Until we meet again, Auntie Del
My mother’s last surviving sister, my Aunt Dolores, passed away on April 20, 2021 (interestingly enough, her late husband’s birthday). She was a very special lady—quite the card. Here’s the eulogy I wrote, and a smattering of photos and a snippet of video. My brother Chuck’s eulogy is also included as a PDF.
Thank you for always believing in me, Auntie Del. We’ll drink our wine, smoke our cigarettes, eat that pepperoni and anchovy pizza no one else would touch and play a mean game of UNO somewhere down the road. Love you.
There’s a meme that depicts a table spread so thick with antipasto, salad, pasta, meatballs and biscotti that there isn’t any room for plates. The text reads, “Italians be like, ‘we’ll just put out a few snacks.’
If you knew Dolores Squeglia, then you knew this was not a joke. Her holiday meals were over the top. The dining room table was so crammed with braciole [BRA-SHAWL], cavatelli and champagne turkey that the stuffed clams, artichokes and potato croquettes were relegated to an ironing board that bowed under their weight. Any guest I brought to her home was overwhelmed. But as big and grand as all of that was, Dolores didn’t consider herself larger than life at all. In fact, she considered herself nowhere near as grand as her two pre-deceased sisters, and would often remark, “Gee, I’m the one that’s still here and I haven’t done anything.”
Above, Delores’ stuffed clams, which I started learning how to make in 2017. Also, the recipe in her handwriting, in case anyone’s interested.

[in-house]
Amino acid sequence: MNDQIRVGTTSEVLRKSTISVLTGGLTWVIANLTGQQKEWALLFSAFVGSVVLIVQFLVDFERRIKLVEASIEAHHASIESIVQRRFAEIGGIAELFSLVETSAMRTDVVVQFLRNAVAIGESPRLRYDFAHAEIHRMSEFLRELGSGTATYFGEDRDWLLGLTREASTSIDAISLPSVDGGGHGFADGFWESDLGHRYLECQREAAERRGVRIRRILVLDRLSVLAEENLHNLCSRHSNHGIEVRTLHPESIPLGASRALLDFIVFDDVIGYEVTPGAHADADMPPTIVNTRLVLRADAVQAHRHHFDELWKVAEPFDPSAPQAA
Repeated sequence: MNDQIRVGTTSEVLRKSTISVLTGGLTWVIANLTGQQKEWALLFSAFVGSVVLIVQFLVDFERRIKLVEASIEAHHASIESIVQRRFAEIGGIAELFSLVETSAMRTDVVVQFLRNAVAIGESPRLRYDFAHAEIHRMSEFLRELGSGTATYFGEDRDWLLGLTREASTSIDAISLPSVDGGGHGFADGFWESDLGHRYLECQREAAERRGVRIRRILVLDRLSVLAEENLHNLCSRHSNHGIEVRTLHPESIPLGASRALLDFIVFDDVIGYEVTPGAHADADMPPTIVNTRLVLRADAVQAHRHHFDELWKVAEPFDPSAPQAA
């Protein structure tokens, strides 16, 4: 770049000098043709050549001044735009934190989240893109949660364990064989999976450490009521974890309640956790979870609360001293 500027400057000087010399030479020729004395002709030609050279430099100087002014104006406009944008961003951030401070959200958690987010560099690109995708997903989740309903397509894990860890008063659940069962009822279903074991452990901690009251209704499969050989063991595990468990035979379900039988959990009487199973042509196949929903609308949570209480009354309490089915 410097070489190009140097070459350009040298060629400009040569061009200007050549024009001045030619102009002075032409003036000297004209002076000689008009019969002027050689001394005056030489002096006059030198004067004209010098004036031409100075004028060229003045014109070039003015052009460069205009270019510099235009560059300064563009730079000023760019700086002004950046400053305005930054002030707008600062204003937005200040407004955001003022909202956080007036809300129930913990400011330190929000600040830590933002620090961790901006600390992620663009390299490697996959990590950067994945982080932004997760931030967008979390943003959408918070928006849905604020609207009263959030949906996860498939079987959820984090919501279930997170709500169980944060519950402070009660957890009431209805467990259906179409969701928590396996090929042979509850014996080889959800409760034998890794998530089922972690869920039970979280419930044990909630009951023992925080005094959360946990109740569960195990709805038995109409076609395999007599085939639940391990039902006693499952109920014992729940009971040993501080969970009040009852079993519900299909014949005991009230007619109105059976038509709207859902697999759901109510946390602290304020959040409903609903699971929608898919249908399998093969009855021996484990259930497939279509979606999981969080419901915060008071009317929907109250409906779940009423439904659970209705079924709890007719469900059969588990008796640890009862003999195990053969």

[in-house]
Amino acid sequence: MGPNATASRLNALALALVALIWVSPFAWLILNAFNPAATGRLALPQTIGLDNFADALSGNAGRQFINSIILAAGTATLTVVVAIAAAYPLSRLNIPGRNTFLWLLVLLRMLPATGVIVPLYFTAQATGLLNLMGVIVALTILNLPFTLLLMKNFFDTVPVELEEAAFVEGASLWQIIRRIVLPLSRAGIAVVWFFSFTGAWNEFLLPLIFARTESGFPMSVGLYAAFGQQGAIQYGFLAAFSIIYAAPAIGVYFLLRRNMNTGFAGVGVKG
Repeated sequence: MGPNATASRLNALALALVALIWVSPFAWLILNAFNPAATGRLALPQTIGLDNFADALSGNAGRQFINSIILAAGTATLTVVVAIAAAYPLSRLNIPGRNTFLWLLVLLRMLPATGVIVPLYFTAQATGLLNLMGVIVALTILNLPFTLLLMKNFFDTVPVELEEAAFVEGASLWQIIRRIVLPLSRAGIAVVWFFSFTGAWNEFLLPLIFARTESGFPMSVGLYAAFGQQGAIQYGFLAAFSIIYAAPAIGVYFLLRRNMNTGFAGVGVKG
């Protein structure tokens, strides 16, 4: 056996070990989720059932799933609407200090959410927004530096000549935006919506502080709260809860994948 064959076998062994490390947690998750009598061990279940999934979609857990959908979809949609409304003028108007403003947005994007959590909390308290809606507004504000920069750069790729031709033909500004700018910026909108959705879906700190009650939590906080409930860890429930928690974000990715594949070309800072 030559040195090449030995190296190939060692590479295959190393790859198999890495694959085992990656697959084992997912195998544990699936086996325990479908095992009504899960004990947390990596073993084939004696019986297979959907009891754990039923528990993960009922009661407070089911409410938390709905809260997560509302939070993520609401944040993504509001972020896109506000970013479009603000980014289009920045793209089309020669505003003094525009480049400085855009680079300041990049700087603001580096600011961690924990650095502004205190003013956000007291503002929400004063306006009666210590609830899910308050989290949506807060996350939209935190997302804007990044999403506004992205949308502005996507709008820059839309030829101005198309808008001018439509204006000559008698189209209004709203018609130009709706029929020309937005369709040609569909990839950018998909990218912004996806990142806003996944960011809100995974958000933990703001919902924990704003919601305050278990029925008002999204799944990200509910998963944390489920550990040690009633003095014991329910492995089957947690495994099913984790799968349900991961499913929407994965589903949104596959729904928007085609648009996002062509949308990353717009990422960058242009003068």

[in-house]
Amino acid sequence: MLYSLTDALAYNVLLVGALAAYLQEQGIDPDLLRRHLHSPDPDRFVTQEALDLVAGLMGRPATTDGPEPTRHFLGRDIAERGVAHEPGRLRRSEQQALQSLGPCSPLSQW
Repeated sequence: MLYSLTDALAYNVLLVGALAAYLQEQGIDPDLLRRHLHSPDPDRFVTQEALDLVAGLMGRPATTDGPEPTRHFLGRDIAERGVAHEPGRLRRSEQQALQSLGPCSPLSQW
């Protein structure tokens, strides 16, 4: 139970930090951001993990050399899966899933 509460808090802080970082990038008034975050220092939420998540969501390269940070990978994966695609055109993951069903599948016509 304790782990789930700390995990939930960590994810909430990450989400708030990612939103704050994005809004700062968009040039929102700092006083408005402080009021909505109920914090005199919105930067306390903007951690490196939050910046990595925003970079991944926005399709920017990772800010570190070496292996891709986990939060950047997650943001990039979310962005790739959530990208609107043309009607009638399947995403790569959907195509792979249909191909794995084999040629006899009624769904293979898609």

That couldn’t have been further from the truth. Dolores may have felt overshadowed by her Tarantella-dancing, all-night baking mother, beauty queen sister Linda and her business-savvy sister Marie, but she certainly shouldn’t have. She was the rock upon which they could tether themselves, the steady voice in the melee, the emotionally open door when the windows were locked. She was the one who gave of her heart, fully and without question, refusing to let her personal ambition get in the way. You could see it in how she smoked her cigarettes, burning down in the ashtray after she’d taken only one drag and moved on, tending to others’ needs.
Yet, as expensive as cigarettes were, this never bothered her. She always had a kind word, and didn’t seem to have much of a temper. She was pleasant to be around, and her chuckle was one that rose above the others. Anytime you asked her how she was doing, her response was always “I’m good.” She never wanted to be trouble for anyone, and never wanted to put anyone out—although she was never shy about insisting on pepperoni and anchovy pizza on the Friday night orders.
She was also anything but a wallflower. She was more courageous than people gave her credit for. She gave birth to her greatest joy, her daughter Maryanne, after several attempts at pregnancy, and despite the odds of what was considered “too old” in the 1960s. She voluntarily took care of her ailing mother, which was, she’d tell me in later years, the most difficult challenge she’d ever faced. She beat cancer, gout, and COVID, drove hours beyond her comfort zone to visit, and stepped in to deliver sage advice on womanhood and menopause to motherless daughters. She worked, by choice, as a cafeteria lunch lady—a thankless job—and when you asked her why, she’d say, “I know you kids like the free pizza and chocolate milk.”